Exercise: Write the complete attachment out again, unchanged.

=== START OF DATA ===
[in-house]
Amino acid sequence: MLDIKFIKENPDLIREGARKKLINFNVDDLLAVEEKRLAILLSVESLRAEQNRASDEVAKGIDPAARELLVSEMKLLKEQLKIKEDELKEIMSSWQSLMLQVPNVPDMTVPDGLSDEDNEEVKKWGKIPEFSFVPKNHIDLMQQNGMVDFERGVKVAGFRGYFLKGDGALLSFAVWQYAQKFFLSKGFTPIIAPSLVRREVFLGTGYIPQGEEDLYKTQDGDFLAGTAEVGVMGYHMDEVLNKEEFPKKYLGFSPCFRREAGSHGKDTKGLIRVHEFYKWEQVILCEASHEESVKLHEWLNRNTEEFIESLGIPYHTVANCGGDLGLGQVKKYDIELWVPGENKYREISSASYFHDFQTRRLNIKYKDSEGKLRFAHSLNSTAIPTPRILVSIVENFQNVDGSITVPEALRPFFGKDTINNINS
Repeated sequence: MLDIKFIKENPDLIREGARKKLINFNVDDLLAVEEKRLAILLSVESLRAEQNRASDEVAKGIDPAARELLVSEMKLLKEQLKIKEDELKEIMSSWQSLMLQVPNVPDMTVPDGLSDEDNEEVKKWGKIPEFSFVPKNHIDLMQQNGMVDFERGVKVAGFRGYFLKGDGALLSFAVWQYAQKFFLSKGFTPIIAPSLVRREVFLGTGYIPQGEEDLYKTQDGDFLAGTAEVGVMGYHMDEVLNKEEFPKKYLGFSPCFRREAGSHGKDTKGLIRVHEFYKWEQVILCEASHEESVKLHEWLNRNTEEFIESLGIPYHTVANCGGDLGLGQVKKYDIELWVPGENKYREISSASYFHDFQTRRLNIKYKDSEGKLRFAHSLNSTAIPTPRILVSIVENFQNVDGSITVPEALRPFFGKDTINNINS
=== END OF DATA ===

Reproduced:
[in-house]
Amino acid sequence: MLDIKFIKENPDLIREGARKKLINFNVDDLLAVEEKRLAILLSVESLRAEQNRASDEVAKGIDPAARELLVSEMKLLKEQLKIKEDELKEIMSSWQSLMLQVPNVPDMTVPDGLSDEDNEEVKKWGKIPEFSFVPKNHIDLMQQNGMVDFERGVKVAGFRGYFLKGDGALLSFAVWQYAQKFFLSKGFTPIIAPSLVRREVFLGTGYIPQGEEDLYKTQDGDFLAGTAEVGVMGYHMDEVLNKEEFPKKYLGFSPCFRREAGSHGKDTKGLIRVHEFYKWEQVILCEASHEESVKLHEWLNRNTEEFIESLGIPYHTVANCGGDLGLGQVKKYDIELWVPGENKYREISSASYFHDFQTRRLNIKYKDSEGKLRFAHSLNSTAIPTPRILVSIVENFQNVDGSITVPEALRPFFGKDTINNINS
Repeated sequence: MLDIKFIKENPDLIREGARKKLINFNVDDLLAVEEKRLAILLSVESLRAEQNRASDEVAKGIDPAARELLVSEMKLLKEQLKIKEDELKEIMSSWQSLMLQVPNVPDMTVPDGLSDEDNEEVKKWGKIPEFSFVPKNHIDLMQQNGMVDFERGVKVAGFRGYFLKGDGALLSFAVWQYAQKFFLSKGFTPIIAPSLVRREVFLGTGYIPQGEEDLYKTQDGDFLAGTAEVGVMGYHMDEVLNKEEFPKKYLGFSPCFRREAGSHGKDTKGLIRVHEFYKWEQVILCEASHEESVKLHEWLNRNTEEFIESLGIPYHTVANCGGDLGLGQVKKYDIELWVPGENKYREISSASYFHDFQTRRLNIKYKDSEGKLRFAHSLNSTAIPTPRILVSIVENFQNVDGSITVPEALRPFFGKDTINNINS